I think every writer has that character who was meant to be in the background but refuses to stay there! For the Camp H.O.W.L. series, that character is Harris. He kept pushing to the forefront in the first book, and I enjoyed writing him because he’s sarcastic but a very loyal person. He was featured in book two as well, which set up book three as his story. I hadn’t intended to write a book about Harris finding his HEA, but I’m so glad he was persistent and kept pushing into scenes. His book, Hiding in Plain Sight, was published on Sept. 18 and it’s my favorite book in the Camp H.O.W.L. series, so I’m really glad I followed my instinct and let him take center stage!
Is there any part of your series, any of your series, world(s) that you would like to expand on in the future?
The Camp H.O.W.L. series is set at a werewolf camp nestled deep in the Hoosier National Forest in Southern Indiana. It’s secluded and the werewolves there don’t worry much about hiding what they are, since the camp is protected from prying eyes. Counselors teach wolfings control, but they also run as wolves through the forest without worrying about exposing the supernatural secret.
I wanted to follow my werewolves out into the world to see how different it was to be a werewolf in a city instead of at secluded camp in the middle of nowhere. The spin-off series to Camp H.O.W.L. will take place in New York City and showcase not only the challenges of being a werewolf in a big city but also the other supernatural creatures who flock to a densely populated area. The first book in that series, Stealing His Heart, comes out in March 2019.
How do you take our world and build something fantastical from it? How do you turn our reality into fantasy?
I’m most interested in the kind of world building that takes a magical realism approach. How do you take the world around us and make it more? I write both contemporary and paranormal romance, so I think that’s what is behind my choice to go with a more realistic outlook rather than a high fantasy approach. I love the idea that your neighbor could be a werewolf and you don’t know it, or your bank teller could be a selkie or a witch. It’s fun to play with reality like that, and it jives well with my overactive imagination. I’m the kind of person who can’t sleep with their feet hanging over the edge of the bed just in case the stories are true.
I really like the element of secrecy involved in building a supernatural world that stays hidden from the human world. Which kinds of supernaturals would be able to blend in and live among humans? Which can’t adapt and have to live in the shadows or in other realms? In Stealing His Heart, the main character runs a charity that helps supernatural kids who are in the foster system. How can a young shifter stay under the radar when they’re living in human foster parents? What would a witch need to help them graduate from high school without bringing attention to their powers when they short out the lights in the gymnasium every time something startles them? Figuring out the answers to questions like that is the best part of world building for me.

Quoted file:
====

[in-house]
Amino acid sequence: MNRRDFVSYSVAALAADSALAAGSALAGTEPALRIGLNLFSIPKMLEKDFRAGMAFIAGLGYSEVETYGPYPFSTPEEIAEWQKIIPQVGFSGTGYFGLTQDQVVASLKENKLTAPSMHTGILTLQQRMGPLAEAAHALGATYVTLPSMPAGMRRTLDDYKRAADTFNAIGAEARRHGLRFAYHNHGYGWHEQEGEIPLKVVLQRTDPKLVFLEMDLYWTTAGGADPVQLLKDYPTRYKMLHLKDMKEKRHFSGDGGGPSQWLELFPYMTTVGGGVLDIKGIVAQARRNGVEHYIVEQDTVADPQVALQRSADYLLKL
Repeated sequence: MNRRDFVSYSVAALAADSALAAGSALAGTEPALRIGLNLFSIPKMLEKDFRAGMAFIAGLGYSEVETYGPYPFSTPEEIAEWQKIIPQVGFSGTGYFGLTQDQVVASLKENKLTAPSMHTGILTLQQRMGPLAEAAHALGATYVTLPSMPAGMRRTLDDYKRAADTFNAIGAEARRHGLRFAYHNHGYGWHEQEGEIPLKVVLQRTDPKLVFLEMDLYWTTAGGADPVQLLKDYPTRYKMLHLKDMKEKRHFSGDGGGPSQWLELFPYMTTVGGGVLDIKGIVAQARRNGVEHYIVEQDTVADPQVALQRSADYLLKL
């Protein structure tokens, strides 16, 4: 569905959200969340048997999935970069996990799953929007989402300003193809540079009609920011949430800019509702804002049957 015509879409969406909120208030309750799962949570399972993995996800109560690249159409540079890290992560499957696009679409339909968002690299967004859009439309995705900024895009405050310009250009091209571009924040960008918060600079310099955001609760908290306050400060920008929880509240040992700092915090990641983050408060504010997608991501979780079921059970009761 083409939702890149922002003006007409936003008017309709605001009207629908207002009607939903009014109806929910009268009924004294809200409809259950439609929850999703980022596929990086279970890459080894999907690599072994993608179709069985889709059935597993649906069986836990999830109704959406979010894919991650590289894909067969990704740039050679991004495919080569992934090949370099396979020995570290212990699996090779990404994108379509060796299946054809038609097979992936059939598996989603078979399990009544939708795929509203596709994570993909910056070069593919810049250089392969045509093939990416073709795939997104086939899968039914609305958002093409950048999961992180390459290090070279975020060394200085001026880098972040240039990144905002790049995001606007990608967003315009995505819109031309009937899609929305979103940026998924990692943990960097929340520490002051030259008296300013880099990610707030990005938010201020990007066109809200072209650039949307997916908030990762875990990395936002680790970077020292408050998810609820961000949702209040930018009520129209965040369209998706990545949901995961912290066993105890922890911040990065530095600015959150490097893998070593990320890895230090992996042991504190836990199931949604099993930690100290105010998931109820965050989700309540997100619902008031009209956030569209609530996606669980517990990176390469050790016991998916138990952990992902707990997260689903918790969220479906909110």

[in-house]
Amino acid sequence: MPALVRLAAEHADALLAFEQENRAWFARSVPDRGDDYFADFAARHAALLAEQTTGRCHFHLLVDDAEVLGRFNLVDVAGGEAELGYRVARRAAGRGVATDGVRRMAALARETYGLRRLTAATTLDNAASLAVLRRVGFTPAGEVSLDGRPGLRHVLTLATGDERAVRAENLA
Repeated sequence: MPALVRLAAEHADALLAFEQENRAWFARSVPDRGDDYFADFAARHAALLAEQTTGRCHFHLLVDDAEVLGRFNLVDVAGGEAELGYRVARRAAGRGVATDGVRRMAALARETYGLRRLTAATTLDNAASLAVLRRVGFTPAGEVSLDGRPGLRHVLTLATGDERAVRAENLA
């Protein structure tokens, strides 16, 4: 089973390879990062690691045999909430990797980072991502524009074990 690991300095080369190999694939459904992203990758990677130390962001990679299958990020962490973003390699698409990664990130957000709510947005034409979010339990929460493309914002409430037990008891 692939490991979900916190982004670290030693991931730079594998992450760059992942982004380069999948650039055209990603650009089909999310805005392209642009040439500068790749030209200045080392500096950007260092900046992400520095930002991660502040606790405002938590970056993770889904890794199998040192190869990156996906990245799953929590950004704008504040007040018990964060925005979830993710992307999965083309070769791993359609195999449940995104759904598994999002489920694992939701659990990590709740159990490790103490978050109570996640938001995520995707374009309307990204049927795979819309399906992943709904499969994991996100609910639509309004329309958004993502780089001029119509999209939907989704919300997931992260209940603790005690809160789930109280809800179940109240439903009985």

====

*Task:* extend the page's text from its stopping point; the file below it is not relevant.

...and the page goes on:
Which do you find is more central in your writing: the characters or world creation? Why?
I’m a very character-driven writer, so I definitely form the characters first and the world second. That being said, sometimes a setting can almost be a character itself. Camp H.O.W.L. is a luxury resort where upper class wolflings go for their Turn. It has a Michelin-rated chef, Soul Cycle classes, and upscale cabins that feel more like the Four Seasons than a campground. I had a blast setting up the camp and figuring out what types of activities would be offered and what services these pampered kids would expect.
What drew you to writing in the genres you do as opposed to other genres?
I love both contemporary and paranormal romance because there’s a comfort in knowing that no matter what you put your characters through, they’re going to get that HEA at the end of the book. I love writing the plot twists and ups and downs that really put the characters through their paces, but I also love the feel-good payoff of watching the characters earn their happy ending. I write relatable characters–people you’d want to sit down and have a conversation with over coffee or a beer. I want readers to really connect with them and be invested in their journey, and that’s something you mostly see in the romance genre.
If you could be one of the characters in your book for one day, who would it be and why?
I have werewolves, selkies, shifters, witches, and fae in my series, but I think I’d go with Drew, who is human. He’s the main character in Under a Blue Moon, and he’s used to being the only human in the group. He was adopted into a werewolf Pack when he was a child after his mother married a werewolf, and he grew up alongside his stepbrothers, who were werewolves. But he never felt like he was less than them. He had to learn how to be tougher and smarter, and in the end he became a better person for it. He doesn’t let assumptions about his abilities (or lack of them) get him down, and it’s a real challenge for him when he falls for a werewolf who doesn’t think a human/werewolf couple has a future. He’s plucky and funny and incredibly smart, and his confidence and pure enjoyment of life would be great to have for a day.
Don’t miss your chance to meet over 50 fabulous urban fantasy, paranormal, and romance authors at Coastal Magic next February! This super casual book-lover weekend happens on Daytona Beach, and gives everyone the chance to hang out with fellow readers and amazing storytellers.